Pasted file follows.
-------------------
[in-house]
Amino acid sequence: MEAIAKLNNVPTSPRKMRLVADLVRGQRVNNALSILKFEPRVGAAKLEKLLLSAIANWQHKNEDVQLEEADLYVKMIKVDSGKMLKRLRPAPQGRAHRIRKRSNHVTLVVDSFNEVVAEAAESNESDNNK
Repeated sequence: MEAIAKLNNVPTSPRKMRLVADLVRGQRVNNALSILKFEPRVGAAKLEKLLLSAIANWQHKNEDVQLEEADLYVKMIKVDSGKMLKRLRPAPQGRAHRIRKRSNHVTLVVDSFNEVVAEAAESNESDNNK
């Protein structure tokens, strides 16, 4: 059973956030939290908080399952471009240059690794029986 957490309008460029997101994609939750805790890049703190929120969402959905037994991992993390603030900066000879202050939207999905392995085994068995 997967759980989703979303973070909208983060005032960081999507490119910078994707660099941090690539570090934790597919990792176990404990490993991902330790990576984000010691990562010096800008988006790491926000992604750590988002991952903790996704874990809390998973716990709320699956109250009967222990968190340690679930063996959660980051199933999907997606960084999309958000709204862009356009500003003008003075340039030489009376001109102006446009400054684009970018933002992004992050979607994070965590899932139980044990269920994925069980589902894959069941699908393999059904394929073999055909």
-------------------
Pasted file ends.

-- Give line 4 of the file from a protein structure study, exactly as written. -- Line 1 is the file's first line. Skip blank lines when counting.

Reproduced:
């Protein structure tokens, strides 16, 4: 059973956030939290908080399952471009240059690794029986 957490309008460029997101994609939750805790890049703190929120969402959905037994991992993390603030900066000879202050939207999905392995085994068995 997967759980989703979303973070909208983060005032960081999507490119910078994707660099941090690539570090934790597919990792176990404990490993991902330790990576984000010691990562010096800008988006790491926000992604750590988002991952903790996704874990809390998973716990709320699956109250009967222990968190340690679930063996959660980051199933999907997606960084999309958000709204862009356009500003003008003075340039030489009376001109102006446009400054684009970018933002992004992050979607994070965590899932139980044990269920994925069980589902894959069941699908393999059904394929073999055909």